Voluntary agencies live in fear of the Canada Revenue Agency. If it decides they have stepped over the line between good works and political activity — pointing out the link between poverty and government austerity for example — it can revoke their charitable status.
That means they can no longer issue tax receipts to their donors. They fall off the list of “registered charities.” They lose their credibility and their funds dwindle.
Why arguing on Twitter is so impossible
Dylan Matthews, Vox
... we have to be able to live our lives in conversation with people with different comprehensive doctrines, who have sets of reasons they accept and reasons they reject. And it's just not productive, given that, to conduct every debate as if what needs to happen is for your interlocutor to just accept your whole worldview in its entirety.
Calling all CEOs: It’s time to join Twitter
Hilary Carter, Globe and Mail
Being a CEO on Twitter today is comparable to playing a game without an opponent. Fewer than 30 per cent of Fortune 500 CEOs are active Twitter users. This figure is astounding. I say this because Twitter, for all of its unique attributes, is the most powerful global communications tool in existence for business, government, and opinion leaders worldwide. Many of Canada’s business leaders have shunned Twitter. This needs to change.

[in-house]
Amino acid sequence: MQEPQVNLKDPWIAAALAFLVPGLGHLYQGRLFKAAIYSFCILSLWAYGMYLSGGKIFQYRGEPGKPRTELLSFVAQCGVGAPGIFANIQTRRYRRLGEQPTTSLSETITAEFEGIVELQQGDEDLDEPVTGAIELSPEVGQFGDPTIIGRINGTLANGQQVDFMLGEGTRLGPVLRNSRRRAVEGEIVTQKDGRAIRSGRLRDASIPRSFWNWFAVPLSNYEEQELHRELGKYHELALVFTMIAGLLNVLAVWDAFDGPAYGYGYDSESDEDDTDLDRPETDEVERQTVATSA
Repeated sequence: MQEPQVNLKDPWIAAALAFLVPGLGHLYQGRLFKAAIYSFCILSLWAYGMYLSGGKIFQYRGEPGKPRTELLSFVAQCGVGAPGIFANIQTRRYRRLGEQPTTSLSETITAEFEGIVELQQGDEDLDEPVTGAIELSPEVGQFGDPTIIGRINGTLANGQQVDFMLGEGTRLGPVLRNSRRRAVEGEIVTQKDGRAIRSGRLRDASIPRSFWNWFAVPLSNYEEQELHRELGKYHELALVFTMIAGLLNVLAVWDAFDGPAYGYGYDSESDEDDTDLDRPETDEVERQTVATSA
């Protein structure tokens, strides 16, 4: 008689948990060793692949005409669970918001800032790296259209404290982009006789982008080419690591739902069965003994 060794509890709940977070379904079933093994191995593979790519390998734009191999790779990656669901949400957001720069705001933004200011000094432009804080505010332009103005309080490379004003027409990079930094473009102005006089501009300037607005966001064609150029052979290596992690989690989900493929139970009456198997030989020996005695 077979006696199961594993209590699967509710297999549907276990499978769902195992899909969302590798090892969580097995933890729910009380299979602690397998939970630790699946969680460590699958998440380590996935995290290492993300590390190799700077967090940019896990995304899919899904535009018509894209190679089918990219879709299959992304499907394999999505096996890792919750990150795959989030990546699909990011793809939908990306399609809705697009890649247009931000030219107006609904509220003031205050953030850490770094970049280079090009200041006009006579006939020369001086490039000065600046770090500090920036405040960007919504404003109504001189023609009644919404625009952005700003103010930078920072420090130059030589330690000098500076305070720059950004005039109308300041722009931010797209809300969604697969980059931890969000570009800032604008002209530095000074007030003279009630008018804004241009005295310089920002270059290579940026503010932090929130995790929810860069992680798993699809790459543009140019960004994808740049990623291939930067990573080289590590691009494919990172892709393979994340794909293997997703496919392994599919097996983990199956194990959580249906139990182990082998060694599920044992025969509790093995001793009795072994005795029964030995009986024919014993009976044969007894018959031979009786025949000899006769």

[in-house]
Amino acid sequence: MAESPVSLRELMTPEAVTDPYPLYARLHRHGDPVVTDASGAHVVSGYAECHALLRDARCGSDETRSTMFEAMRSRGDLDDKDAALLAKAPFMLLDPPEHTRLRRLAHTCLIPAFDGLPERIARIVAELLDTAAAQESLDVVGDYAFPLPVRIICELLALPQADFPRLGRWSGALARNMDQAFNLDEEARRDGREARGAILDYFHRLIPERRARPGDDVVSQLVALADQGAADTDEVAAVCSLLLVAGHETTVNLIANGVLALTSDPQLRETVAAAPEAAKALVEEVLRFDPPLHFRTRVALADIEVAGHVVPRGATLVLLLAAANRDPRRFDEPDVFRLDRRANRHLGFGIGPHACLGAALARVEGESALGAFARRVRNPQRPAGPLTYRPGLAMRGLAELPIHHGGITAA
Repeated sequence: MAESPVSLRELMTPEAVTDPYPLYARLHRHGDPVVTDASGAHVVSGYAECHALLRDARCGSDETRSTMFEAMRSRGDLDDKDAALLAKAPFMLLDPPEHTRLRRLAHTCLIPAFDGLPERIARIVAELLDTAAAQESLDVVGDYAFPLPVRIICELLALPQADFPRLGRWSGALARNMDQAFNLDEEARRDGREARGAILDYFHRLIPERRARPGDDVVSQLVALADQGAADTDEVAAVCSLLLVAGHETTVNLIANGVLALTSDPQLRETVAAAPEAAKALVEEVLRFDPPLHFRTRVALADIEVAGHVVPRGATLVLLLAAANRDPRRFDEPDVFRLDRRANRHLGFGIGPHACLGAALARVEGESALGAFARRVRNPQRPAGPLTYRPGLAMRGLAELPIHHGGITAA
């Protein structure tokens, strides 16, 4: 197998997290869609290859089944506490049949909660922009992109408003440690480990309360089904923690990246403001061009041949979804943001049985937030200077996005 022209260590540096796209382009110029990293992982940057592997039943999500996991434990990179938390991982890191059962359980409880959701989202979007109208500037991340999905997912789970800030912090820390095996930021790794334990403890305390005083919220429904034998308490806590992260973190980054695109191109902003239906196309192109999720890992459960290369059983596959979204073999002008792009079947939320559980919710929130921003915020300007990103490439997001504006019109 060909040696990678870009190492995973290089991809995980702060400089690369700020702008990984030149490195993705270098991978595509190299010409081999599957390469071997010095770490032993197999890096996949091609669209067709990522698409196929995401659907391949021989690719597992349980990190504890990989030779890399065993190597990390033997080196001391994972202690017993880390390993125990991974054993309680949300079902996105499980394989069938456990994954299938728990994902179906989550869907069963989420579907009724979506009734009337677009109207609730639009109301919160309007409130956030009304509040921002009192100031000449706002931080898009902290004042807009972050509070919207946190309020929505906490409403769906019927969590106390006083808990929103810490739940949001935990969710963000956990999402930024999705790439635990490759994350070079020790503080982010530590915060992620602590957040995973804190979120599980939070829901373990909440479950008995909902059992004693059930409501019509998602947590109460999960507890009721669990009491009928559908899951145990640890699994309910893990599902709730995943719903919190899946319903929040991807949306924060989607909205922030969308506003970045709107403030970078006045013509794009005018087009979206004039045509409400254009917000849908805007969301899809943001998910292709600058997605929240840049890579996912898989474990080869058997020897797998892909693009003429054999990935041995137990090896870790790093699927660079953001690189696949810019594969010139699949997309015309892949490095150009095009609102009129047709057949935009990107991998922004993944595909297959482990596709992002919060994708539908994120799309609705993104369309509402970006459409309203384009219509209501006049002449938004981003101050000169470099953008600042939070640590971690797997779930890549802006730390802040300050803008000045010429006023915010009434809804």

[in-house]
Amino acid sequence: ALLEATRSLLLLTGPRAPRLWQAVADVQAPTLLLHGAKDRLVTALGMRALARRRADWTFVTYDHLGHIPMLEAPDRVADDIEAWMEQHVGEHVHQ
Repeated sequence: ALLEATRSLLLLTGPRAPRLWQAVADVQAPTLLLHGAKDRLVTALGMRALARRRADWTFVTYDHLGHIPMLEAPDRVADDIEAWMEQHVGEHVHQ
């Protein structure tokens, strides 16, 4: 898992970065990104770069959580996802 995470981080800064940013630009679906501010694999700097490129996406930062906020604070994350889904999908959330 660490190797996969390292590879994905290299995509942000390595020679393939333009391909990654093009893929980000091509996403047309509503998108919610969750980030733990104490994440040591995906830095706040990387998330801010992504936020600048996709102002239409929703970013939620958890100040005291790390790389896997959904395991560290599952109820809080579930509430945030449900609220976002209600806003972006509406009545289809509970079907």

Can the Vatican go viral? George Pell’s communication challenge
Richard Umbers, The Conversation
Imagine you were playing with your phone while you waited for the World Cup final to get underway and you suddenly saw a photo of the Pope Emeritus eating popcorn with the current Pontiff on your timeline. Below the photo is a tagline wishing both countries well and a quote from St John Paul II:
Sport … protects the weak and excludes no-one.
In the very near future we may see such a radical reshaping of how we view the Vatican and it will come via the most unlikely of social media champions, Cardinal George Pell, current Prefect of the Secretariat for the Economy in the Holy See.